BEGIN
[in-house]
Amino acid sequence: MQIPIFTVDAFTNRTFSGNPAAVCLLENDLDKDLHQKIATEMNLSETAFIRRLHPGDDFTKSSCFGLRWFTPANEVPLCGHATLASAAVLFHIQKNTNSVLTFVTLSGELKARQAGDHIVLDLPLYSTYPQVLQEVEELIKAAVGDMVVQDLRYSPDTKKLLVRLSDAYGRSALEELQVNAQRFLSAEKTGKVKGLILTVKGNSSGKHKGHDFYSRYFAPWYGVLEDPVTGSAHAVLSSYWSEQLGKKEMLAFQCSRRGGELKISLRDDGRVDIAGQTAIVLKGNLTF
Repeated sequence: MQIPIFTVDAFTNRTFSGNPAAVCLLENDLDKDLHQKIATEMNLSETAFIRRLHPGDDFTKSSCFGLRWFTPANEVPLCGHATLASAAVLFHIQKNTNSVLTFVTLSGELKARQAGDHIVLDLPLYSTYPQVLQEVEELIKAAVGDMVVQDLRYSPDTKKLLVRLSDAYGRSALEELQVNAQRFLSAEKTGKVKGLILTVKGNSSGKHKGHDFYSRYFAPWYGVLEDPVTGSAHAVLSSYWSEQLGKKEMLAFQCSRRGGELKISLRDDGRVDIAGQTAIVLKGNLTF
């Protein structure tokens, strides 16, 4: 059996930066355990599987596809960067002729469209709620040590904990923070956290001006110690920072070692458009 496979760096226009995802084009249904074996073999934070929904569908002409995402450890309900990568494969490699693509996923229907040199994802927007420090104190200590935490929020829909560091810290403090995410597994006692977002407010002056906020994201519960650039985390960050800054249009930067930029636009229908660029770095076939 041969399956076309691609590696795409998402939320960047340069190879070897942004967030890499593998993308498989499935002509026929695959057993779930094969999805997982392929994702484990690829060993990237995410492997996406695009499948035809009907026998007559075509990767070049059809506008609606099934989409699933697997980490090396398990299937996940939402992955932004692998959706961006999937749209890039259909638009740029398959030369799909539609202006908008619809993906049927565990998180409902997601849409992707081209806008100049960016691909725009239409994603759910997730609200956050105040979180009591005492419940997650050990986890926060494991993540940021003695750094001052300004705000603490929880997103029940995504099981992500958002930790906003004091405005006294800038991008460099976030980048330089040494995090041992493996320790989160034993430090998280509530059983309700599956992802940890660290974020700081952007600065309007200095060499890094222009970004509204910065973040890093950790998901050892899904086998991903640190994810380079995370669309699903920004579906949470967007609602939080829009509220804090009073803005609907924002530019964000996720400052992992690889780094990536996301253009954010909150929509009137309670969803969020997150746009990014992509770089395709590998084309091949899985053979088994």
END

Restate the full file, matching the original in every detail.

[in-house]
Amino acid sequence: MQIPIFTVDAFTNRTFSGNPAAVCLLENDLDKDLHQKIATEMNLSETAFIRRLHPGDDFTKSSCFGLRWFTPANEVPLCGHATLASAAVLFHIQKNTNSVLTFVTLSGELKARQAGDHIVLDLPLYSTYPQVLQEVEELIKAAVGDMVVQDLRYSPDTKKLLVRLSDAYGRSALEELQVNAQRFLSAEKTGKVKGLILTVKGNSSGKHKGHDFYSRYFAPWYGVLEDPVTGSAHAVLSSYWSEQLGKKEMLAFQCSRRGGELKISLRDDGRVDIAGQTAIVLKGNLTF
Repeated sequence: MQIPIFTVDAFTNRTFSGNPAAVCLLENDLDKDLHQKIATEMNLSETAFIRRLHPGDDFTKSSCFGLRWFTPANEVPLCGHATLASAAVLFHIQKNTNSVLTFVTLSGELKARQAGDHIVLDLPLYSTYPQVLQEVEELIKAAVGDMVVQDLRYSPDTKKLLVRLSDAYGRSALEELQVNAQRFLSAEKTGKVKGLILTVKGNSSGKHKGHDFYSRYFAPWYGVLEDPVTGSAHAVLSSYWSEQLGKKEMLAFQCSRRGGELKISLRDDGRVDIAGQTAIVLKGNLTF
């Protein structure tokens, strides 16, 4: 059996930066355990599987596809960067002729469209709620040590904990923070956290001006110690920072070692458009 496979760096226009995802084009249904074996073999934070929904569908002409995402450890309900990568494969490699693509996923229907040199994802927007420090104190200590935490929020829909560091810290403090995410597994006692977002407010002056906020994201519960650039985390960050800054249009930067930029636009229908660029770095076939 041969399956076309691609590696795409998402939320960047340069190879070897942004967030890499593998993308498989499935002509026929695959057993779930094969999805997982392929994702484990690829060993990237995410492997996406695009499948035809009907026998007559075509990767070049059809506008609606099934989409699933697997980490090396398990299937996940939402992955932004692998959706961006999937749209890039259909638009740029398959030369799909539609202006908008619809993906049927565990998180409902997601849409992707081209806008100049960016691909725009239409994603759910997730609200956050105040979180009591005492419940997650050990986890926060494991993540940021003695750094001052300004705000603490929880997103029940995504099981992500958002930790906003004091405005006294800038991008460099976030980048330089040494995090041992493996320790989160034993430090998280509530059983309700599956992802940890660290974020700081952007600065309007200095060499890094222009970004509204910065973040890093950790998901050892899904086998991903640190994810380079995370669309699903920004579906949470967007609602939080829009509220804090009073803005609907924002530019964000996720400052992992690889780094990536996301253009954010909150929509009137309670969803969020997150746009990014992509770089395709590998084309091949899985053979088994």